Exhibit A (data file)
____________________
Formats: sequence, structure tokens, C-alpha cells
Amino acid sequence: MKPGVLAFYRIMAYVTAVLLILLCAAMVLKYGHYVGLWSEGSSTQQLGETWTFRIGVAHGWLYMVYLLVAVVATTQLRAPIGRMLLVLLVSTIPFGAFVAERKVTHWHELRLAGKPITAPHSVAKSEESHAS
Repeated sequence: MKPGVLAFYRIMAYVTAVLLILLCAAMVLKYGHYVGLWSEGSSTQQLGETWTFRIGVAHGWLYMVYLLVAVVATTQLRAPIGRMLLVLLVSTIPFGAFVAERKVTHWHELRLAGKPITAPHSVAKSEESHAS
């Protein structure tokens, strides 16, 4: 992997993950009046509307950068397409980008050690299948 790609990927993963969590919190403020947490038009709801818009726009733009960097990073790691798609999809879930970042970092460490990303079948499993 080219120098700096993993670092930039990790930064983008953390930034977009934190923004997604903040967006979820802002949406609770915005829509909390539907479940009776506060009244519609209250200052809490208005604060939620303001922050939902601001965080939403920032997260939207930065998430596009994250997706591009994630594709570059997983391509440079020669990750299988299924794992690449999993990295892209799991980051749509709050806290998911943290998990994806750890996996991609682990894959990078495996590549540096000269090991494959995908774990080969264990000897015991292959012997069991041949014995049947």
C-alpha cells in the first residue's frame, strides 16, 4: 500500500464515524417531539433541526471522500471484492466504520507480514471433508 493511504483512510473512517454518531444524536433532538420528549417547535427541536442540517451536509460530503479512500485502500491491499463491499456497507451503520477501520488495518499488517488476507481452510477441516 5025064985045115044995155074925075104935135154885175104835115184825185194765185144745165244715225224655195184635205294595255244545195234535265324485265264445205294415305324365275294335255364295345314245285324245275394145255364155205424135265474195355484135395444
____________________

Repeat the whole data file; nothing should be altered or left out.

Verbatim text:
Formats: sequence, structure tokens, C-alpha cells
Amino acid sequence: MKPGVLAFYRIMAYVTAVLLILLCAAMVLKYGHYVGLWSEGSSTQQLGETWTFRIGVAHGWLYMVYLLVAVVATTQLRAPIGRMLLVLLVSTIPFGAFVAERKVTHWHELRLAGKPITAPHSVAKSEESHAS
Repeated sequence: MKPGVLAFYRIMAYVTAVLLILLCAAMVLKYGHYVGLWSEGSSTQQLGETWTFRIGVAHGWLYMVYLLVAVVATTQLRAPIGRMLLVLLVSTIPFGAFVAERKVTHWHELRLAGKPITAPHSVAKSEESHAS
């Protein structure tokens, strides 16, 4: 992997993950009046509307950068397409980008050690299948 790609990927993963969590919190403020947490038009709801818009726009733009960097990073790691798609999809879930970042970092460490990303079948499993 080219120098700096993993670092930039990790930064983008953390930034977009934190923004997604903040967006979820802002949406609770915005829509909390539907479940009776506060009244519609209250200052809490208005604060939620303001922050939902601001965080939403920032997260939207930065998430596009994250997706591009994630594709570059997983391509440079020669990750299988299924794992690449999993990295892209799991980051749509709050806290998911943290998990994806750890996996991609682990894959990078495996590549540096000269090991494959995908774990080969264990000897015991292959012997069991041949014995049947």
C-alpha cells in the first residue's frame, strides 16, 4: 500500500464515524417531539433541526471522500471484492466504520507480514471433508 493511504483512510473512517454518531444524536433532538420528549417547535427541536442540517451536509460530503479512500485502500491491499463491499456497507451503520477501520488495518499488517488476507481452510477441516 5025064985045115044995155074925075104935135154885175104835115184825185194765185144745165244715225224655195184635205294595255244545195234535265324485265264445205294415305324365275294335255364295345314245285324245275394145255364155205424135265474195355484135395444